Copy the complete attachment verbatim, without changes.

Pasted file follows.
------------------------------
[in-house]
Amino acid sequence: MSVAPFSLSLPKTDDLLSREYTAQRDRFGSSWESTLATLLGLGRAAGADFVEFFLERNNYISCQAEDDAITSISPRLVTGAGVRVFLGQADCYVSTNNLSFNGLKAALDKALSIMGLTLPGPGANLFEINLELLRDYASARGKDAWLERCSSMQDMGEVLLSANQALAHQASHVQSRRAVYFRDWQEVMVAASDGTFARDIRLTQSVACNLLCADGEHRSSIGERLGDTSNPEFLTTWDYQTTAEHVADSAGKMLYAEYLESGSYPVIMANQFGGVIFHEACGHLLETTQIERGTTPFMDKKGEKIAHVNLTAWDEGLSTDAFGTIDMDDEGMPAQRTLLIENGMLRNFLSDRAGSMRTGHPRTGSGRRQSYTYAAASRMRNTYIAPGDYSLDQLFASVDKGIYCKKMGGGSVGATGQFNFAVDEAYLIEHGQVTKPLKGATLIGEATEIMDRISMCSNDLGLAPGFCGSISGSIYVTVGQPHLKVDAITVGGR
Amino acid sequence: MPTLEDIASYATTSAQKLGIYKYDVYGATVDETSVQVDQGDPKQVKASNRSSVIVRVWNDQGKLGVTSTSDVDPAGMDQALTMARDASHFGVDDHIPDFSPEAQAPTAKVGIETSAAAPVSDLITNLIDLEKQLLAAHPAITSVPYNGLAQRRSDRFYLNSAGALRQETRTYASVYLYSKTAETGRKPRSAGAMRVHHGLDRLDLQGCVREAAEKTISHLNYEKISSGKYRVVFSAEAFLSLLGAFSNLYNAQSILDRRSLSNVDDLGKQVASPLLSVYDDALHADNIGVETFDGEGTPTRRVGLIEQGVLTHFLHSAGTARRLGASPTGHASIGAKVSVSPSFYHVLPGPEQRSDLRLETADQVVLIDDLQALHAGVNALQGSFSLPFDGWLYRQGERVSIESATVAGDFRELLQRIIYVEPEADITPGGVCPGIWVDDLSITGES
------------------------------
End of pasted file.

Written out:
[in-house]
Amino acid sequence: MSVAPFSLSLPKTDDLLSREYTAQRDRFGSSWESTLATLLGLGRAAGADFVEFFLERNNYISCQAEDDAITSISPRLVTGAGVRVFLGQADCYVSTNNLSFNGLKAALDKALSIMGLTLPGPGANLFEINLELLRDYASARGKDAWLERCSSMQDMGEVLLSANQALAHQASHVQSRRAVYFRDWQEVMVAASDGTFARDIRLTQSVACNLLCADGEHRSSIGERLGDTSNPEFLTTWDYQTTAEHVADSAGKMLYAEYLESGSYPVIMANQFGGVIFHEACGHLLETTQIERGTTPFMDKKGEKIAHVNLTAWDEGLSTDAFGTIDMDDEGMPAQRTLLIENGMLRNFLSDRAGSMRTGHPRTGSGRRQSYTYAAASRMRNTYIAPGDYSLDQLFASVDKGIYCKKMGGGSVGATGQFNFAVDEAYLIEHGQVTKPLKGATLIGEATEIMDRISMCSNDLGLAPGFCGSISGSIYVTVGQPHLKVDAITVGGR
Amino acid sequence: MPTLEDIASYATTSAQKLGIYKYDVYGATVDETSVQVDQGDPKQVKASNRSSVIVRVWNDQGKLGVTSTSDVDPAGMDQALTMARDASHFGVDDHIPDFSPEAQAPTAKVGIETSAAAPVSDLITNLIDLEKQLLAAHPAITSVPYNGLAQRRSDRFYLNSAGALRQETRTYASVYLYSKTAETGRKPRSAGAMRVHHGLDRLDLQGCVREAAEKTISHLNYEKISSGKYRVVFSAEAFLSLLGAFSNLYNAQSILDRRSLSNVDDLGKQVASPLLSVYDDALHADNIGVETFDGEGTPTRRVGLIEQGVLTHFLHSAGTARRLGASPTGHASIGAKVSVSPSFYHVLPGPEQRSDLRLETADQVVLIDDLQALHAGVNALQGSFSLPFDGWLYRQGERVSIESATVAGDFRELLQRIIYVEPEADITPGGVCPGIWVDDLSITGES